USS John Adams in April 1964
|Name||USS John Adams|
|Namesake||John Adams (1735–1826), second President of the United States (1797–1801), and John Quincy Adams (1767–1848), sixth President of the United States (1825–1829)|
|Ordered||23 July 1960|
|Builder||Portsmouth Naval Shipyard, Kittery, Maine|
|Laid down||19 May 1961|
|Launched||12 January 1963|
|Sponsored by||Mrs. James C. Manny|
|Commissioned||12 May 1964|
|Decommissioned||24 March 1989|
|Stricken||24 March 1989|
|Fate||Scrapping via Ship-Submarine Recycling Program completed 12 February 1996|
|Class and type||Lafayette-class submarine|
|Type||Ballistic missile submarine (hull design SCB-216)|
|Length||425 ft (130 m)|
|Beam||33 ft (10 m)|
|Draft||31 ft 6 in (9.60 m)|
|Complement||Two crews (Blue and Gold), 13 officers and 130 enlisted men each|
|Sensors and |
USS John Adams (SSBN-620), a Lafayette-class ballistic missile submarine, was the second ship of the United States Navy to be named for Founding Father John Adams (1735–1826), the second President of the United States (1797–1801), and his son John Quincy Adams (1767–1848), the sixth President of the United States (1825–1829). Both names were used with the captains of the Blue and Gold crews alternately using the names John Adams and John Quincy Adams.
Construction and commissioning
The contract to build John Adams was awarded to Portsmouth Naval Shipyard in Kittery, Maine, on 23 July 1960 and her keel was laid down there on 19 May 1961. She was launched on 12 January 1963 sponsored by Abigail Adams Manny, great, great, great-granddaughter of John Quincy Adams, and wife of James C. Manny, and commissioned on 12 May 1964, with Commander Lando W. Zech, Jr. in command of the Blue Crew and Commander Paul J. Early in command of the Gold Crew.
Following her commissioning, John Adams completed sixteen deterrent patrols while assigned to the United States Atlantic Fleet After her sixteenth patrol, she entered Puget Sound Naval Shipyard in Bremerton, Washington for overhaul and modernization in August 1968. She completed overhaul on 10 August 1969 and returned to sea as a unit of the United States Pacific Fleet. Both the Blue Crew and the Gold Crew shot two Polaris ballistic missiles during a Demonstration and Shakedown Operation (DASO) following the overhaul. She conducted sixteen more deterrent patrols as a unit of the Pacific Fleet.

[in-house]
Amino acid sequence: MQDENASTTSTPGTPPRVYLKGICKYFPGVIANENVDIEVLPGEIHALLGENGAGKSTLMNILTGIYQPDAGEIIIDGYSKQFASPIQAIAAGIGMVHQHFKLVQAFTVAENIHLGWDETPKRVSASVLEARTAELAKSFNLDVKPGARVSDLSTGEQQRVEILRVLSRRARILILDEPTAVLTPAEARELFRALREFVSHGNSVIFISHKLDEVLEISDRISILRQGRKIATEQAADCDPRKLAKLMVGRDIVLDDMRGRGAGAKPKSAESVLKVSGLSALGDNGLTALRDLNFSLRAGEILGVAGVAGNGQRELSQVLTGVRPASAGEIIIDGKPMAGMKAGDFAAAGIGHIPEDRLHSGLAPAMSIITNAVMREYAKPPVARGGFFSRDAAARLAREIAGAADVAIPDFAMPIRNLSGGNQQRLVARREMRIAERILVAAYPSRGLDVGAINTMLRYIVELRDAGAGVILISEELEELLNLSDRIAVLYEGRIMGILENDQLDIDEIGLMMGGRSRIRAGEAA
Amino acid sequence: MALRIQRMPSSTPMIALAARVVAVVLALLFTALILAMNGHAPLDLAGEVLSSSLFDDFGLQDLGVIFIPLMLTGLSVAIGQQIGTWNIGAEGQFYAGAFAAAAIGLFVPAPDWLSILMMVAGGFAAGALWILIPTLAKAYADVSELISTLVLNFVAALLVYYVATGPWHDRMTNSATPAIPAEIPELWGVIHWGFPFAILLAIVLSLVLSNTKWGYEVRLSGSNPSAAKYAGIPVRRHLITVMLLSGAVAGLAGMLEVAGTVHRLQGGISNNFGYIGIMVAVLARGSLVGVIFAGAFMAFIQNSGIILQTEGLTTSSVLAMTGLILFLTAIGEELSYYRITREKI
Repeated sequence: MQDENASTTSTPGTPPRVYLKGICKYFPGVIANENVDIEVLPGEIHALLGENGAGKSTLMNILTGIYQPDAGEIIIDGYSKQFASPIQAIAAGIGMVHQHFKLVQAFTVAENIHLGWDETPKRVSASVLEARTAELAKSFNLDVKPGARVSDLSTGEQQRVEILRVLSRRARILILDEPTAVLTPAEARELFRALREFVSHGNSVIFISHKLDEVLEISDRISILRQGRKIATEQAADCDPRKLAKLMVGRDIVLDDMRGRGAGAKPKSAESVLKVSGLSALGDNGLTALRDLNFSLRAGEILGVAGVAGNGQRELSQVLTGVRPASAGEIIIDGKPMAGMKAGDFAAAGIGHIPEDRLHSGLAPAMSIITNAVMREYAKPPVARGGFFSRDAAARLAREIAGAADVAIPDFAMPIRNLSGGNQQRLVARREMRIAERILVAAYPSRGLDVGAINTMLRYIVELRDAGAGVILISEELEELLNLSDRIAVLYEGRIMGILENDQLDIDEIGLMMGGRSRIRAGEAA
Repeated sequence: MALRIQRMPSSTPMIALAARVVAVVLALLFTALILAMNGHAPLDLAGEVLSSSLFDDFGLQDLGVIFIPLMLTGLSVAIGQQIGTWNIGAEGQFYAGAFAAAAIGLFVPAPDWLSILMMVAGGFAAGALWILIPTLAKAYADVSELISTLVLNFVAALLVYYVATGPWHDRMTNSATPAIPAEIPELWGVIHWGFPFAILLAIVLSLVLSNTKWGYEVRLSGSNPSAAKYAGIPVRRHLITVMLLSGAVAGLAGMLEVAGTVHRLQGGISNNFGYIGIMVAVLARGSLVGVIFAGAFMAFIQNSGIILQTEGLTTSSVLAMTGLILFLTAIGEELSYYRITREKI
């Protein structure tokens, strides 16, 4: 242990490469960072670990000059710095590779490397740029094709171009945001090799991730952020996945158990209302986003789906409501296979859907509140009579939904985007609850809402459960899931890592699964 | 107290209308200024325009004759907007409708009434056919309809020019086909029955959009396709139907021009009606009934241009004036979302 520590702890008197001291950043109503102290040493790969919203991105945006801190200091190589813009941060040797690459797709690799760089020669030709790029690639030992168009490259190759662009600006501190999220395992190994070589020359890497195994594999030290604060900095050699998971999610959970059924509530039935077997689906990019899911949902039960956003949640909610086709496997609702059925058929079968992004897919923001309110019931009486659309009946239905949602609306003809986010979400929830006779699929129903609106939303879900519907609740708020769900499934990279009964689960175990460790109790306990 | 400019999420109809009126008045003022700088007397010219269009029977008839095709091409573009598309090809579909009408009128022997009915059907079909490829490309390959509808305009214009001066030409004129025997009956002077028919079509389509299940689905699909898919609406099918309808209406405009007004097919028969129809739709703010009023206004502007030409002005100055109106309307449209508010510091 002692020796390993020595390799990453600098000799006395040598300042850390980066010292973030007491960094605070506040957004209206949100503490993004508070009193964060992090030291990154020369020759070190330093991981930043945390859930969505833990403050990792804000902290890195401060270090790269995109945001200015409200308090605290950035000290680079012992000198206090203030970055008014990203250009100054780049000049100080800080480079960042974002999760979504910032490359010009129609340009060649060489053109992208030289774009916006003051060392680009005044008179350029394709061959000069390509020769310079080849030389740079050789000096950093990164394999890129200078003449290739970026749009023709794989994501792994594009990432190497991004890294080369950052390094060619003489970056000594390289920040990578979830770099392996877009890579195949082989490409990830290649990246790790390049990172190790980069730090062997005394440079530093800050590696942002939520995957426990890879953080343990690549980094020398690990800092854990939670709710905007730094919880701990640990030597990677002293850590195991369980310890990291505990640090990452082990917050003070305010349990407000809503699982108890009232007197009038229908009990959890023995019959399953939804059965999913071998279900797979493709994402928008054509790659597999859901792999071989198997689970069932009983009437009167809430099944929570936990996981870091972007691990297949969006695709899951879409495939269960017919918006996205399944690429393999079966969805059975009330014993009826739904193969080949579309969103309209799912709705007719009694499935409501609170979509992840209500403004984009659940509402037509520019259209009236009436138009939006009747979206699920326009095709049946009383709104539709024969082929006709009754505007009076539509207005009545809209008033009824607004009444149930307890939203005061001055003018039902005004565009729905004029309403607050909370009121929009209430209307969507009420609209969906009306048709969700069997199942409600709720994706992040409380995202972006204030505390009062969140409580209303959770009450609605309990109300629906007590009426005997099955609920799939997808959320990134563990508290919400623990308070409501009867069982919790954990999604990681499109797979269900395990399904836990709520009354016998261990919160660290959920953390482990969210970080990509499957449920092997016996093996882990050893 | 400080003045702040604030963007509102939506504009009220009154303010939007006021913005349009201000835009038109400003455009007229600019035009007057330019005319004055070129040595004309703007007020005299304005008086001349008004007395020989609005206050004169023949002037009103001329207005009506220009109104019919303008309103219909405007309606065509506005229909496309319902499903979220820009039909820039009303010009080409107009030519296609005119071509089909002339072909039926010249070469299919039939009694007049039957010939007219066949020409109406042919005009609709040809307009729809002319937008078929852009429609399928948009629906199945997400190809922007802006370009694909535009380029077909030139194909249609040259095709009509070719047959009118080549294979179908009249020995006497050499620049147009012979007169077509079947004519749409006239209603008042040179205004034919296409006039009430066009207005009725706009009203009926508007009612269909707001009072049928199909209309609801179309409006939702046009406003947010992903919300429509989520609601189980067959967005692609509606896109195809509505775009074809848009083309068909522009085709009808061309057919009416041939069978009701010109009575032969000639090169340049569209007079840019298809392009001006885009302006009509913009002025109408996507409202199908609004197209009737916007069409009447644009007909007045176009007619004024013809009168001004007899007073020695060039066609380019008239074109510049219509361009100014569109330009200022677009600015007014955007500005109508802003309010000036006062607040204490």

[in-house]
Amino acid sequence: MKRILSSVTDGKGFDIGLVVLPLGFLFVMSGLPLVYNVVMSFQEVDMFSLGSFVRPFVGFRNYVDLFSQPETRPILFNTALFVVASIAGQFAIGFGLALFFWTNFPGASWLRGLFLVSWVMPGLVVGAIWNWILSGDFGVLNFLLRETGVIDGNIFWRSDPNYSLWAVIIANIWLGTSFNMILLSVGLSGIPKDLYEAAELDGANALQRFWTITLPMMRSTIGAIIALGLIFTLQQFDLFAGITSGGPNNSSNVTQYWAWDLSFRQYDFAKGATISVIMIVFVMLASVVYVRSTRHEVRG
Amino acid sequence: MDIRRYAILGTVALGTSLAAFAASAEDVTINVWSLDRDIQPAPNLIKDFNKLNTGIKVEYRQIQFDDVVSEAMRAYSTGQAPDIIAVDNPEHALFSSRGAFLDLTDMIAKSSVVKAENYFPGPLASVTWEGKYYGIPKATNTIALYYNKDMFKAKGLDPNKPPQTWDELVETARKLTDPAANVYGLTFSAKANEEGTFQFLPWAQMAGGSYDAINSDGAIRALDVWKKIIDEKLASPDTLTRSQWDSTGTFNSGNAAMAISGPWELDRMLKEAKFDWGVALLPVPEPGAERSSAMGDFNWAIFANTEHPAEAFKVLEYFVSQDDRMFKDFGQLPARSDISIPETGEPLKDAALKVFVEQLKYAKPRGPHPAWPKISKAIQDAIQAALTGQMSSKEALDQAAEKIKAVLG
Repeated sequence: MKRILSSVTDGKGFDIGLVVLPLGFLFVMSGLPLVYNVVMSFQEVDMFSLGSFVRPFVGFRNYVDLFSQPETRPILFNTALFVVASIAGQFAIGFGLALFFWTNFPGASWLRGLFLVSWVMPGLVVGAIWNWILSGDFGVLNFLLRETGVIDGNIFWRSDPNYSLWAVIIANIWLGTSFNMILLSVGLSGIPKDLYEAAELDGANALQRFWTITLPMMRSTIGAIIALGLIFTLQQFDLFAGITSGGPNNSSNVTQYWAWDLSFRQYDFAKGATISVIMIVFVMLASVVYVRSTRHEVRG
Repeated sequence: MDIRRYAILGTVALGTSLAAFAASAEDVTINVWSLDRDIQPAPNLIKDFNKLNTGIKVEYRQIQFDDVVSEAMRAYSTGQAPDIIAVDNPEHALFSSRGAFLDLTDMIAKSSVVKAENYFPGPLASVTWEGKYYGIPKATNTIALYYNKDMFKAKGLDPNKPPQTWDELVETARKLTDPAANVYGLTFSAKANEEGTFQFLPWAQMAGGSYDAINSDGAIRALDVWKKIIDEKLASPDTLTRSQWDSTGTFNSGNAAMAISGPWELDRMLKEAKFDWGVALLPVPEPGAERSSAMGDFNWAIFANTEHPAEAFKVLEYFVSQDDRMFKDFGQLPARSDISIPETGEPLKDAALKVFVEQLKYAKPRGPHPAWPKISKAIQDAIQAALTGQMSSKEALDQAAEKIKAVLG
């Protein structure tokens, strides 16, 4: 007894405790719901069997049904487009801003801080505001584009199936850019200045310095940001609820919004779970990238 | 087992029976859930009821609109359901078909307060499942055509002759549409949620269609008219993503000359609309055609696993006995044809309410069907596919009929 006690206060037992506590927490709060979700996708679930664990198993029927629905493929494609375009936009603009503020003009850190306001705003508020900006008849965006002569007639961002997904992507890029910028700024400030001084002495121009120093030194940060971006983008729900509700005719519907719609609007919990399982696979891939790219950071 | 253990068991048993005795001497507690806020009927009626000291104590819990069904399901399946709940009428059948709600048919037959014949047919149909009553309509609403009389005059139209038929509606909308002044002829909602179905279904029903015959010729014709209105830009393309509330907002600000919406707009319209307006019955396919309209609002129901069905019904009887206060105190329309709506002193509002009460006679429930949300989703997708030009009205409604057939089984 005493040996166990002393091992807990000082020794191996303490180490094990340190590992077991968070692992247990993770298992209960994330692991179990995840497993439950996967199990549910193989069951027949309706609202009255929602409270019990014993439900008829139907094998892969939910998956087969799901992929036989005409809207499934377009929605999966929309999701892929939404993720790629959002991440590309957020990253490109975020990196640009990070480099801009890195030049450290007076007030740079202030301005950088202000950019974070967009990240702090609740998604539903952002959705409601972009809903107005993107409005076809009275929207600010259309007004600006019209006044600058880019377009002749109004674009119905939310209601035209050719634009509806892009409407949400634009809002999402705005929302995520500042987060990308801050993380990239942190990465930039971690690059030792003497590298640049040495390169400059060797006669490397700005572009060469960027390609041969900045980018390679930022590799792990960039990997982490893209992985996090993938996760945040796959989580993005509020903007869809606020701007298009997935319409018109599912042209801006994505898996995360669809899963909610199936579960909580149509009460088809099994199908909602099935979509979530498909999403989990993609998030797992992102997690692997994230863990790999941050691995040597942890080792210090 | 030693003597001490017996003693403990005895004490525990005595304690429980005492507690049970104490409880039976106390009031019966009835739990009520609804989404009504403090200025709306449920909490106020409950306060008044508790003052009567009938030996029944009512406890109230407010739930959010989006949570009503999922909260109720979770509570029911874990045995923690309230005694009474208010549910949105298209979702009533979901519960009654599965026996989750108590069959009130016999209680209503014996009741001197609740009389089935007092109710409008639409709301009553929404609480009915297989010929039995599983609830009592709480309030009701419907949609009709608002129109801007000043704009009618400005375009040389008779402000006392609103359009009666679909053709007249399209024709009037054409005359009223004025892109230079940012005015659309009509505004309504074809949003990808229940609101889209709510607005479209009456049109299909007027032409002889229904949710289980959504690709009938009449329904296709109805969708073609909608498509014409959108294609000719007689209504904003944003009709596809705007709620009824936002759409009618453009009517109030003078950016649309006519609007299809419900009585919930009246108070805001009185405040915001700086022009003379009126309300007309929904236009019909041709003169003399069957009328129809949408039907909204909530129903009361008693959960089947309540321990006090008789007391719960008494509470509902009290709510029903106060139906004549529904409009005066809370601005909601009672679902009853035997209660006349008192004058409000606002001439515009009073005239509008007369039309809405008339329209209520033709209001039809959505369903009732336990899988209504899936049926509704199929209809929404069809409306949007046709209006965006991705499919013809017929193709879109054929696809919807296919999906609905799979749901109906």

Upon completion of her thirty-second deterrent patrol, John Adams entered Portsmouth Naval Shipyard at Kittery for her second overhaul and conversion to the Poseidon missile system. She completed the overhaul and returned to sea once again as a unit of the Atlantic Fleet.
After completing an additional forty-three deterrent patrols from both her home port at Charleston, South Carolina, and from Holy Loch, Scotland, John Adams transited the Panama Canal to again enter the Puget Sound Navy Shipyard, this time in preparation for decommissioning after a long and distinguished career. At the time of her decommissioning she had completed 75 strategic deterrent patrols.
Decommissioning and disposal
John Adams was decommissioned on 24 March 1989 and stricken from the Naval Vessel Register the same day. She entered the Nuclear-Powered Ship and Submarine Recycling Program at Bremerton, Washington. Recycling of Ex-John Adams was completed on 12 February 1996.
- Adcock, Al. (1993), U.S. Ballistic Missile Submarines, Carrolltown, Texas: Squadron Signal, p. 20
- "Commissioning program for USS John Adams SSBN 620 (16 pages)" (PDF). NavSource Online: Submarine Photo Archive. Retrieved 8 November 2022.
The ship's sponsor was Mrs. James C. (Abigail Adams) Manny of New York City, the great, great, great granddaughter of John Quincy Adams.
- This article incorporates text from the public domain Dictionary of American Naval Fighting Ships. The entry can be found here.
- This article includes information collected from the Naval Vessel Register, which, as a U.S. government publication, is in the public domain. The entry can be found here.
- NavSource Online Submarine Photo Archive: USS John Adams (SSBN 620), retrieved 24 September 2011